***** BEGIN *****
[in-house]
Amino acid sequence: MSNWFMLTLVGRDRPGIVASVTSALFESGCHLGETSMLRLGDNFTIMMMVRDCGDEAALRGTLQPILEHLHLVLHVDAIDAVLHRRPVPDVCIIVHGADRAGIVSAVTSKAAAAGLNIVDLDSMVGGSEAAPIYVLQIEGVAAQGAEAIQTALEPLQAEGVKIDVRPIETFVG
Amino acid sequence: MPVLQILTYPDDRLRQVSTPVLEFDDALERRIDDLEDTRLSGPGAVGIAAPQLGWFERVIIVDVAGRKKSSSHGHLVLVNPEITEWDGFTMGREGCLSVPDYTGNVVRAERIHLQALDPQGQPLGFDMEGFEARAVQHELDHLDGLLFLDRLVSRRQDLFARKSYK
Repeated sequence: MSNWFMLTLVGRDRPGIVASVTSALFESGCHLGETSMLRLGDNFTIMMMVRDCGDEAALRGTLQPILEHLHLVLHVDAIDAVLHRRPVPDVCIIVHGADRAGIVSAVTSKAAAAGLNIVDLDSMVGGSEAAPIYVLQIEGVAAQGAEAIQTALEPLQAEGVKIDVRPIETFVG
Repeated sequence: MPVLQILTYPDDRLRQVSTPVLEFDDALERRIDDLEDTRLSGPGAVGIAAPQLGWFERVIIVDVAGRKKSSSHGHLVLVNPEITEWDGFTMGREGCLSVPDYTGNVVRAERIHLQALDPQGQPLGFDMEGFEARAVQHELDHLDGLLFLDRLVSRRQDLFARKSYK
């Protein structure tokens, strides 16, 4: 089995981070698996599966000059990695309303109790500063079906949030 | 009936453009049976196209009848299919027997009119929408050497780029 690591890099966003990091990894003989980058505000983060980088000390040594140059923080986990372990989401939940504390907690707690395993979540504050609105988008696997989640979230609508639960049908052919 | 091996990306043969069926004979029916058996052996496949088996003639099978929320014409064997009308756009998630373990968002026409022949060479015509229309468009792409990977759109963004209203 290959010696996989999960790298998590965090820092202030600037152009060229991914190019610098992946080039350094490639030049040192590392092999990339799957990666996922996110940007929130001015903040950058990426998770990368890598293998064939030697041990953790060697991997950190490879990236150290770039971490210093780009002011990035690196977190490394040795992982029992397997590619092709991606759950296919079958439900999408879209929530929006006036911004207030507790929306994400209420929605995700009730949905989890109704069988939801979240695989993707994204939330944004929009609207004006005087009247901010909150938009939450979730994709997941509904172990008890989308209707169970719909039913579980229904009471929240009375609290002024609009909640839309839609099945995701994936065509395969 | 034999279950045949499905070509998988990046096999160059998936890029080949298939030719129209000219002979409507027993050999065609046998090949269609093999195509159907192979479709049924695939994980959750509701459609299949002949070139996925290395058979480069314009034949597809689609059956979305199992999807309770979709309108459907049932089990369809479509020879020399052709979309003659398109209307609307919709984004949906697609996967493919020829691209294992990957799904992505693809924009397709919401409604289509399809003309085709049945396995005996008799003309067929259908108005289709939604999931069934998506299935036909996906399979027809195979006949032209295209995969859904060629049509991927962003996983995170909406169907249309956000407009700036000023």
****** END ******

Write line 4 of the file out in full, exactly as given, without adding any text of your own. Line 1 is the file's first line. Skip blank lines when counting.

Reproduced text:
Repeated sequence: MSNWFMLTLVGRDRPGIVASVTSALFESGCHLGETSMLRLGDNFTIMMMVRDCGDEAALRGTLQPILEHLHLVLHVDAIDAVLHRRPVPDVCIIVHGADRAGIVSAVTSKAAAAGLNIVDLDSMVGGSEAAPIYVLQIEGVAAQGAEAIQTALEPLQAEGVKIDVRPIETFVG